Today, the MTA issued an order rescinding the use of flashing blue lights on all Select Bus Service or SBS buses. These lights are used to distinguish the select buses from local buses. Flashing blue lights are particularly useful at a crowded bus stops or when you’re squinting up Second Avenue hopelessly searching for a gigantic foul-smelling blue angel to come to a cacophonous halt, yawn its doors open, and accept your tired soul. Apparently, opportunities to find a ride like that only come along once in a no-longer-blue moon.
According to Second Avenue Sagas this may be due to a New York State Vehicle and Traffic Law that contains a provision referencing the use of flashing lights on motor vehicles. The law states that, except as otherwise outlined, only white lights may be used outside of vehicles exception in the case of emergency vehicles.
Section 375 (41) of the New York City Motor Vehicle and Traffic law reads as follows:
41. Colored and flashing lights. The provisions of this subdivision shall govern the affixing and display of lights on vehicles, other than those lights required by law.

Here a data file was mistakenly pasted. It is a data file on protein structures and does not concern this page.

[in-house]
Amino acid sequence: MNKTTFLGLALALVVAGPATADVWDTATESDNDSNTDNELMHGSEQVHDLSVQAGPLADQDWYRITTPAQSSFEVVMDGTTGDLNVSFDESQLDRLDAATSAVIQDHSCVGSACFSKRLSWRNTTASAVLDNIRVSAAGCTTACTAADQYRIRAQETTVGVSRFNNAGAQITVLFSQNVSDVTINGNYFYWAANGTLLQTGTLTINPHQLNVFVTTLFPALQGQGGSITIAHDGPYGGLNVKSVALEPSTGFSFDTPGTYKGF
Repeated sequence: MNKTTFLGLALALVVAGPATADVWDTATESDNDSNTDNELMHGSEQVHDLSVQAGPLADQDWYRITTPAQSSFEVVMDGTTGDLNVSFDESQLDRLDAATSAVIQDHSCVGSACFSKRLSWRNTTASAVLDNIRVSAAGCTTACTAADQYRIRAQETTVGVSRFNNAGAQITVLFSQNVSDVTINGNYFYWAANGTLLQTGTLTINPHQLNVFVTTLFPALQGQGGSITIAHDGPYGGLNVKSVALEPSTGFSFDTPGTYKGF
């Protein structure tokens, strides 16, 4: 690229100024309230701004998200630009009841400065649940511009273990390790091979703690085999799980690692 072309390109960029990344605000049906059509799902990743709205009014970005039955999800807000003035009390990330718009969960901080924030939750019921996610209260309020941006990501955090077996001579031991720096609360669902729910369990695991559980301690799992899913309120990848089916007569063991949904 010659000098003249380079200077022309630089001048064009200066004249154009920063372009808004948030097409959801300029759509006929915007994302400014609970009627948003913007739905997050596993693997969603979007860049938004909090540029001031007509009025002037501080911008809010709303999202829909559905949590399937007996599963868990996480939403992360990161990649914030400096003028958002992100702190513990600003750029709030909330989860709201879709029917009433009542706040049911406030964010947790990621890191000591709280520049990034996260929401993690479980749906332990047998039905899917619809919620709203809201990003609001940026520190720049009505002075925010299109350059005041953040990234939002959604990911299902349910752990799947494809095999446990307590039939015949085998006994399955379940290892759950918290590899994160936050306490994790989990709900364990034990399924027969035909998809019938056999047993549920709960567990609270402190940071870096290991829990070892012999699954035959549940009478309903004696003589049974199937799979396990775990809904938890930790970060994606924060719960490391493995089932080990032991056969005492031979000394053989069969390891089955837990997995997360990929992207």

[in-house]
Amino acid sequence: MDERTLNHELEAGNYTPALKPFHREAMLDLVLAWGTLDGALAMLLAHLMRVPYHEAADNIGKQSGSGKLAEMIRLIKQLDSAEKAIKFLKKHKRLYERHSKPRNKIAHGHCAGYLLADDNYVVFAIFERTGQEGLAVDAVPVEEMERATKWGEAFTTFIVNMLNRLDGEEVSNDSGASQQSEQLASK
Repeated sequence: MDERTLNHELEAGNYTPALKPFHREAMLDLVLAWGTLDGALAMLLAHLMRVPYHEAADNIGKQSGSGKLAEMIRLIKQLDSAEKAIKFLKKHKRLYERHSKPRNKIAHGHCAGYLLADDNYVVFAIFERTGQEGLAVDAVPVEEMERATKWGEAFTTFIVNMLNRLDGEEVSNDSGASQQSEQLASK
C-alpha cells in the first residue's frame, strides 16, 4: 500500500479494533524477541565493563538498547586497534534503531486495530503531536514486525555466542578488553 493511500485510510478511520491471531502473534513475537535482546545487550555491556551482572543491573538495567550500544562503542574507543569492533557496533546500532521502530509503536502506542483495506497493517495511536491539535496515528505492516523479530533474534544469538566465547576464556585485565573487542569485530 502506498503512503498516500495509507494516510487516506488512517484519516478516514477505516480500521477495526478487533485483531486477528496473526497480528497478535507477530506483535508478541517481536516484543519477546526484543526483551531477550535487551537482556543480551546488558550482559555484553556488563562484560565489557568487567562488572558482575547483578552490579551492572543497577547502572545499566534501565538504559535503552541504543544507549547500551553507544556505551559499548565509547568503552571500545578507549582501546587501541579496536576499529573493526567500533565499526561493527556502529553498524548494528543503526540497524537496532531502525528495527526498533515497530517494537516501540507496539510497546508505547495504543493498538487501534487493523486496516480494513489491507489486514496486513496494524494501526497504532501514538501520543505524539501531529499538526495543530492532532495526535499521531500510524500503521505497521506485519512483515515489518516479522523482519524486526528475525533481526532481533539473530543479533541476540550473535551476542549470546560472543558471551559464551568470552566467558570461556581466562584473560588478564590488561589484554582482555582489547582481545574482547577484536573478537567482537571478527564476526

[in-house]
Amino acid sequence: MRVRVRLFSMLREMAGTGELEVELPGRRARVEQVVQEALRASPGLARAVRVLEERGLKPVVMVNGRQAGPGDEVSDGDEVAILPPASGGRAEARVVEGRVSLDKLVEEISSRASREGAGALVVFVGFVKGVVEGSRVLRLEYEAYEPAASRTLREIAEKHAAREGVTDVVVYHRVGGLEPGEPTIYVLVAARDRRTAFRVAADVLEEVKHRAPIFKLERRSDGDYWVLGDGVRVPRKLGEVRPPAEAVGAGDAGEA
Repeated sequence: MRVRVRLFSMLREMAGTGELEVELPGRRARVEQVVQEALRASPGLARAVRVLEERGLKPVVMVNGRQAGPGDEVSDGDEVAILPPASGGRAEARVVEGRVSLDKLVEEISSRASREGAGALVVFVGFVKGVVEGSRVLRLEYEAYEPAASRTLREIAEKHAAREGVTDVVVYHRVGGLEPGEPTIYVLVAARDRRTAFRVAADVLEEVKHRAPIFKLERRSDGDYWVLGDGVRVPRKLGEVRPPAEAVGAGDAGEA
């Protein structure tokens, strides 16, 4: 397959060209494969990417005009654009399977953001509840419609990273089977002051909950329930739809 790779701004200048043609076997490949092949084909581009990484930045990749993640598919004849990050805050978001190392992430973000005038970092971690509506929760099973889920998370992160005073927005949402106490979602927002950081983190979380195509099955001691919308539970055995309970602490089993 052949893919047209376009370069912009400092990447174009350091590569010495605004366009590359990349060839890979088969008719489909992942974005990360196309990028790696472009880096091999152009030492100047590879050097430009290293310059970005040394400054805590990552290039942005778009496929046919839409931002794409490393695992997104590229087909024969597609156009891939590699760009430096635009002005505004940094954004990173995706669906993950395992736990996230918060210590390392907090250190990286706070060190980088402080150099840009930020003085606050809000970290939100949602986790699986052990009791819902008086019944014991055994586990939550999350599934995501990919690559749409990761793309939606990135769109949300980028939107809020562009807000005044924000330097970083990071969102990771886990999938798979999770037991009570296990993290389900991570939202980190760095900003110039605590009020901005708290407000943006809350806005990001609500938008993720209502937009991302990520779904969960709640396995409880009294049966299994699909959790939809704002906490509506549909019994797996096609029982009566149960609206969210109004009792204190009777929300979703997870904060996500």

1. No light, other than a white light, and no revolving, rotating, flashing, oscillating or constantly moving white light shall be affixed to, or displayed on any vehicle except as prescribed herein…
4. Blue light. a. One blue light may be affixed to any motor vehicle
owned by a volunteer member of a fire department or on a motor vehicle
owned by a member of such person’s family residing in the same household…
Looks like the fun is also over for all of those non-existent blue-light adorned vehicles on their way to Hannakuh parades.
Here is today’s MTA statement on the matter:
Reacting to specific concerns, MTA New York City Transit has agreed to turn off the flashing blue lights that have served to alert riders to the arrival of Select Bus Service buses (SBS) since the speedier service was introduced. This measure is being taken to eliminate the possibility of confusing the vehicles with volunteer emergency vehicles, which are entitled by law to use the blue lights. We are currently in the process of developing an alternate means of identifying SBS buses.
Signs point to growing concern over the lights in Staten Island. In September, State Sen. Andrew Lanza and City Councilman Vincent Ignizio wrote a letter to MTA CEO Joseph Lhota complaining about the lights. They wrote that blue lights are reserved for certain volunteer firefighter vehicles, ambulances, EMS vehicles of various stripes and police and fire vehicles. State Assemblyman-elect Joe Borelli, who is also from Staten Island, was quoted in the Staten Island Advance as being thrilled at the removal of the lights.
“These were highly distracting, partially blinding and made drivers unreasonably nervous when they saw flashing blue lights in their rearview mirrors,” Borelli said. The real question is why are all of these residents of Staten Island so nervous? The thought of them hiding something makes us partially blind with rage.